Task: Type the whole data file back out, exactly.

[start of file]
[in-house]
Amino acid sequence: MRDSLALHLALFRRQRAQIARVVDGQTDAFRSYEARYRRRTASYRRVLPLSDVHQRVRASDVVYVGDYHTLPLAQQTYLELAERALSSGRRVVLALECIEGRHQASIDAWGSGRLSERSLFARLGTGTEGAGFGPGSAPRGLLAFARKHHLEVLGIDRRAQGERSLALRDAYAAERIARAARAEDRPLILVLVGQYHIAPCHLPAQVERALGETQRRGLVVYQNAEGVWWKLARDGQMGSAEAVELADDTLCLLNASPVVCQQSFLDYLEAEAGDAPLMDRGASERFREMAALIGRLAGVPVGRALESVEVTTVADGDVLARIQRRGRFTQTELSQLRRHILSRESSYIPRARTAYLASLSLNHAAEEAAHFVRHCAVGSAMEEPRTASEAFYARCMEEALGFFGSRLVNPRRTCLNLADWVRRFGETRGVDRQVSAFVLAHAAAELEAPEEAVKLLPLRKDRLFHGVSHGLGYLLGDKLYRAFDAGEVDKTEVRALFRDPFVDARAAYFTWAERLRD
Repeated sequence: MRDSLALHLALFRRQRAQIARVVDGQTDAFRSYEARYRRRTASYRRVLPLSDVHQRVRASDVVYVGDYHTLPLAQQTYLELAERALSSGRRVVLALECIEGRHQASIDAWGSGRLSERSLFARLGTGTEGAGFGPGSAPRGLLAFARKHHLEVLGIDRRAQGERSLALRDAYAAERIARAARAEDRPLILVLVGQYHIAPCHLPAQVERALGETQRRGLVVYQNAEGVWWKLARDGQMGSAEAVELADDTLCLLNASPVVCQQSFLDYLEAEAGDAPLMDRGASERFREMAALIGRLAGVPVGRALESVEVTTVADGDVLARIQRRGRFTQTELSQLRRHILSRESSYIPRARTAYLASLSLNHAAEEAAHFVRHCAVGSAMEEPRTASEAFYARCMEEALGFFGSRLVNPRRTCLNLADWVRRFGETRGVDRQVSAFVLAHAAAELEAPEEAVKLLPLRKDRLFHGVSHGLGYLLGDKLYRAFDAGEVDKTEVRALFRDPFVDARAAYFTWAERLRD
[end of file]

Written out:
[in-house]
Amino acid sequence: MRDSLALHLALFRRQRAQIARVVDGQTDAFRSYEARYRRRTASYRRVLPLSDVHQRVRASDVVYVGDYHTLPLAQQTYLELAERALSSGRRVVLALECIEGRHQASIDAWGSGRLSERSLFARLGTGTEGAGFGPGSAPRGLLAFARKHHLEVLGIDRRAQGERSLALRDAYAAERIARAARAEDRPLILVLVGQYHIAPCHLPAQVERALGETQRRGLVVYQNAEGVWWKLARDGQMGSAEAVELADDTLCLLNASPVVCQQSFLDYLEAEAGDAPLMDRGASERFREMAALIGRLAGVPVGRALESVEVTTVADGDVLARIQRRGRFTQTELSQLRRHILSRESSYIPRARTAYLASLSLNHAAEEAAHFVRHCAVGSAMEEPRTASEAFYARCMEEALGFFGSRLVNPRRTCLNLADWVRRFGETRGVDRQVSAFVLAHAAAELEAPEEAVKLLPLRKDRLFHGVSHGLGYLLGDKLYRAFDAGEVDKTEVRALFRDPFVDARAAYFTWAERLRD
Repeated sequence: MRDSLALHLALFRRQRAQIARVVDGQTDAFRSYEARYRRRTASYRRVLPLSDVHQRVRASDVVYVGDYHTLPLAQQTYLELAERALSSGRRVVLALECIEGRHQASIDAWGSGRLSERSLFARLGTGTEGAGFGPGSAPRGLLAFARKHHLEVLGIDRRAQGERSLALRDAYAAERIARAARAEDRPLILVLVGQYHIAPCHLPAQVERALGETQRRGLVVYQNAEGVWWKLARDGQMGSAEAVELADDTLCLLNASPVVCQQSFLDYLEAEAGDAPLMDRGASERFREMAALIGRLAGVPVGRALESVEVTTVADGDVLARIQRRGRFTQTELSQLRRHILSRESSYIPRARTAYLASLSLNHAAEEAAHFVRHCAVGSAMEEPRTASEAFYARCMEEALGFFGSRLVNPRRTCLNLADWVRRFGETRGVDRQVSAFVLAHAAAELEAPEEAVKLLPLRKDRLFHGVSHGLGYLLGDKLYRAFDAGEVDKTEVRALFRDPFVDARAAYFTWAERLRD